Name, Location, Family: Viviana Aaron, originally from Argentina, then USA and now Israel. Married, mom to two girls, one in college and one at home.
Describe family meals and your mother’s cooking style. Growing up we only had dinner at home, with breakfast and lunch at school. For dinner we always had soup, even in the summer, and some kind of protein with salad or potatoes on the side. My mom was always working so she did not invest much time in the kitchen.
How is your cooking style different from your mother’s? My meals are more varied than my mom’s. I like to experiment in the kitchen. Sometimes this bothers my family because if I cook something they really like I might not be able to reproduce it a second time. So they better enjoy it the first time!
How did you learn to cook? I was my grandmother’s helper since I was very little. I can still cook her recipes by remembering the way she used her hands to knead dough, mix meat for stuffing, cut vegetables in different ways and many other pictures that I keep in my mind. I also can recall the smells of the foods she cooked and can tell if I am missing some ingredient or it is just right. When my father comes to visit he always requests that I make his mom’s recipes. She made lots of traditional sephardi foods: salads, kibbeh, stuffed veggies, lahmajeen (fatay), boyos, sweet desserts.
Do you entertain? What is the largest event you have hosted? I like to entertain although I don’t do it as much anymore. Our house was the place to go for the holidays. Our biggest event was one Pesach where we hosted 40 for one seder and 20 for the next. I try to be very organized and cook everything beforehand.
Describe a daily or weekly menu. Each is on his/her own for breakfast and lunch. For dinner, Sunday is usually leftovers, Monday and Tuesday dairy/vegetable meal, Wednesday we usually eat meat, Thursday we have a very light dairy dinner, Friday and Saturday our Shabbat menu.
How has your cooking style developed over the years? I try to incorporate healthier and more varied dishes into our menu. My biggest change is in the amounts of food I cook. I now try to make just enough instead of always cooking for a crowd.
What is your biggest cooking challenge? With our families’ health history and us getting older, my biggest challenge is to transform some of my recipes to accommodate those needs and still keep the flavor and texture we are familiar with.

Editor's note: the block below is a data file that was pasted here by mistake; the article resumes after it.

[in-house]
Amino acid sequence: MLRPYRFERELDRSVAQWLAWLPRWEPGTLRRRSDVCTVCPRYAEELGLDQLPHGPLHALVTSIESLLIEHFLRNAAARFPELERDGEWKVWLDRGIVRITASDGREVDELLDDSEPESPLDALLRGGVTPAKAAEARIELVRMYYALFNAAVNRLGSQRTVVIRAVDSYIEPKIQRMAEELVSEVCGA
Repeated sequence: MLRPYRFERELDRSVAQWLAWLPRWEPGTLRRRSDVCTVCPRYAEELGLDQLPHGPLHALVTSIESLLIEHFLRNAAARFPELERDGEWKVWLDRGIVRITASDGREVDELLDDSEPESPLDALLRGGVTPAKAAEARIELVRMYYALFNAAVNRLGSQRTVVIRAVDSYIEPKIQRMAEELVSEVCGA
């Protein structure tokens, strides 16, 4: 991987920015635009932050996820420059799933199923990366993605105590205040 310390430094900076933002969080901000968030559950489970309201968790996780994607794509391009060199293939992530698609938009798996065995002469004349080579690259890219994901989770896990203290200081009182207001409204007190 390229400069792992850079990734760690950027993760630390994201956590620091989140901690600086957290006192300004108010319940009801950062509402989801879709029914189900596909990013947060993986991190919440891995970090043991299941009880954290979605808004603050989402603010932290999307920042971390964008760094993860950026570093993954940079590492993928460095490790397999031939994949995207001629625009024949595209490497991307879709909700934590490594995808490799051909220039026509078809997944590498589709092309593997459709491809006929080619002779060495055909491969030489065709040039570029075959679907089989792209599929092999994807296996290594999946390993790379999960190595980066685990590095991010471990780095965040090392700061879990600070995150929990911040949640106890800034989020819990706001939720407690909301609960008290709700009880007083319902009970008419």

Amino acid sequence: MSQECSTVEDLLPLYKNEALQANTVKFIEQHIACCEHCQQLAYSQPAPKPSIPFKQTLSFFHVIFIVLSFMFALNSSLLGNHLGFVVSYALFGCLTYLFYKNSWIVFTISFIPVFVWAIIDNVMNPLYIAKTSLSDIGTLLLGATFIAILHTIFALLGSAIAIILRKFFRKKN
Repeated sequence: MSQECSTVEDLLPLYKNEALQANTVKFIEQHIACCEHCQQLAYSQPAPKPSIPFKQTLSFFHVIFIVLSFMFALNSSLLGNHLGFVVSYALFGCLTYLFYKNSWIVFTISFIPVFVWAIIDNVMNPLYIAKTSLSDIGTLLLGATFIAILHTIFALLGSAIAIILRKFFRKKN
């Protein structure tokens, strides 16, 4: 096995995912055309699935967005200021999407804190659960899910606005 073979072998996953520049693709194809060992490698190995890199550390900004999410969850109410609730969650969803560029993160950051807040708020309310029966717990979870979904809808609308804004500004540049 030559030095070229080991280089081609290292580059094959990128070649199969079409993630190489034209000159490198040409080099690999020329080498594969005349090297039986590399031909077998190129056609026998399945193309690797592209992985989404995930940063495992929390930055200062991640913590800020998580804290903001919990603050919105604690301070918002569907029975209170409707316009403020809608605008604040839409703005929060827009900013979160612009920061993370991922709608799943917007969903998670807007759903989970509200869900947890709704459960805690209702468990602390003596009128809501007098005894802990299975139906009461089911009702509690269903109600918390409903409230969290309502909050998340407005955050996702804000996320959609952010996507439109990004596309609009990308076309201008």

Can you recommend a cookbook or website? “The Book of Jewish Food” by Claudia Roden and “A Treasury of Jewish Holiday Baking” by Marcy Goldman are two of my favorite books. [CM: I love Goldman.]
What do you enjoy on Cooking Manager? Suggestions for future posts? I like your tips for conservation. Also, I like all the sourdough and bread baking posts. New recipes are always welcomed.
What in your refrigerator needs to be used up right now? All my chametz foods!
Please share a kitchen tip or recipe. I always make sure that my kitchen is clean and organized before I start cooking.
You can make the following two salads at the same time:
Roasted Eggplant Salad
- 2 medium sized eggplants
- 1 -2 garlic cloves, pressed or very finely minced (see note)
- ½ teaspoon salt (or to taste)
- 2 tablespoons olive oil
- Juice of ½ lemon
- Parsley to garnish
- With a knife, slit the eggplants in several places.
- Place them on a heavy baking sheet and set them about 6 inches under a heated broiler element. Broil the eggplants, turning them often, for 20 to 30 minutes or until the skin is blistered and charred, and the pulp is soft and juicy. Cut open the eggplants and let them cool until they can be handled.
- With a spoon, remove the pulp from the eggplant and place it in a colander to drain for about 10 minutes.
- Place the pulp in a bowl and mash it.
- Add remaining ingredients, except parsley, and mix well.
- Adjust flavoring if needed.
Note: I press the garlic with a fork and mix it together with the salt to make a paste. This mixes the flavors a little better and you don’t lose the garlic juices.
Roasted Pepper Salad
- 3 red, yellow, or orange bell peppers
- 1 large clove of garlic, finely chopped
- Olive oil
- Salt to taste
- Place peppers on a heavy baking sheet and set them about 6 inches under a heated broiler element. Broil the peppers, turning them often, for about 10 to 15 minutes or until the skin is blistered and charred. Remove pan from the oven and let the peppers cool.
- When the peppers are cool enough to handle, peel and remove the seeds. Cut peppers into ½ inch strips and place in a bowl along with the garlic and salt.
- Add enough olive oil to almost cover the peppers. Place in the refrigerator and chill for at least two hours.
- This dish keeps for about a week.